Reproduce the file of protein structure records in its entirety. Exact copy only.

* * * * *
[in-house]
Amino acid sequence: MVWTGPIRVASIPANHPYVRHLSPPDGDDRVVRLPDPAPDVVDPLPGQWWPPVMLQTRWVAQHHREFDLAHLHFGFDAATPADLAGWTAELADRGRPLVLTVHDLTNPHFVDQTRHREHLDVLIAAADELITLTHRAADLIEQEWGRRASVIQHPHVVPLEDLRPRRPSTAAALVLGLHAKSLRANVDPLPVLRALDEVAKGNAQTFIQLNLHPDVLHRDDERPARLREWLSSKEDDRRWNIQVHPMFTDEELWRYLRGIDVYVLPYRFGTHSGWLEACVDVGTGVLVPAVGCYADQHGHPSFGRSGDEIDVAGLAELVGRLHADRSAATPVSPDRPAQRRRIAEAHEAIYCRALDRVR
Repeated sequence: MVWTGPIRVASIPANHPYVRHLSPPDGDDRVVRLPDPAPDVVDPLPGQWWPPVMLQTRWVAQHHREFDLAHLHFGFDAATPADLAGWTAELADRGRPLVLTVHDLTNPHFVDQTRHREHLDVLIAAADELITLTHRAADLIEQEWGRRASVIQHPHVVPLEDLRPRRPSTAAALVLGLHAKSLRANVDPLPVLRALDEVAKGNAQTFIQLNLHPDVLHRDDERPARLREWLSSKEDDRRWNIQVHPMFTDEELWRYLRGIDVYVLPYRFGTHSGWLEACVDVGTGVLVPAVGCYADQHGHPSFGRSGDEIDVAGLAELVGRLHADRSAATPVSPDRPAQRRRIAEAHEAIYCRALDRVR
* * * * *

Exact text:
[in-house]
Amino acid sequence: MVWTGPIRVASIPANHPYVRHLSPPDGDDRVVRLPDPAPDVVDPLPGQWWPPVMLQTRWVAQHHREFDLAHLHFGFDAATPADLAGWTAELADRGRPLVLTVHDLTNPHFVDQTRHREHLDVLIAAADELITLTHRAADLIEQEWGRRASVIQHPHVVPLEDLRPRRPSTAAALVLGLHAKSLRANVDPLPVLRALDEVAKGNAQTFIQLNLHPDVLHRDDERPARLREWLSSKEDDRRWNIQVHPMFTDEELWRYLRGIDVYVLPYRFGTHSGWLEACVDVGTGVLVPAVGCYADQHGHPSFGRSGDEIDVAGLAELVGRLHADRSAATPVSPDRPAQRRRIAEAHEAIYCRALDRVR
Repeated sequence: MVWTGPIRVASIPANHPYVRHLSPPDGDDRVVRLPDPAPDVVDPLPGQWWPPVMLQTRWVAQHHREFDLAHLHFGFDAATPADLAGWTAELADRGRPLVLTVHDLTNPHFVDQTRHREHLDVLIAAADELITLTHRAADLIEQEWGRRASVIQHPHVVPLEDLRPRRPSTAAALVLGLHAKSLRANVDPLPVLRALDEVAKGNAQTFIQLNLHPDVLHRDDERPARLREWLSSKEDDRRWNIQVHPMFTDEELWRYLRGIDVYVLPYRFGTHSGWLEACVDVGTGVLVPAVGCYADQHGHPSFGRSGDEIDVAGLAELVGRLHADRSAATPVSPDRPAQRRRIAEAHEAIYCRALDRVR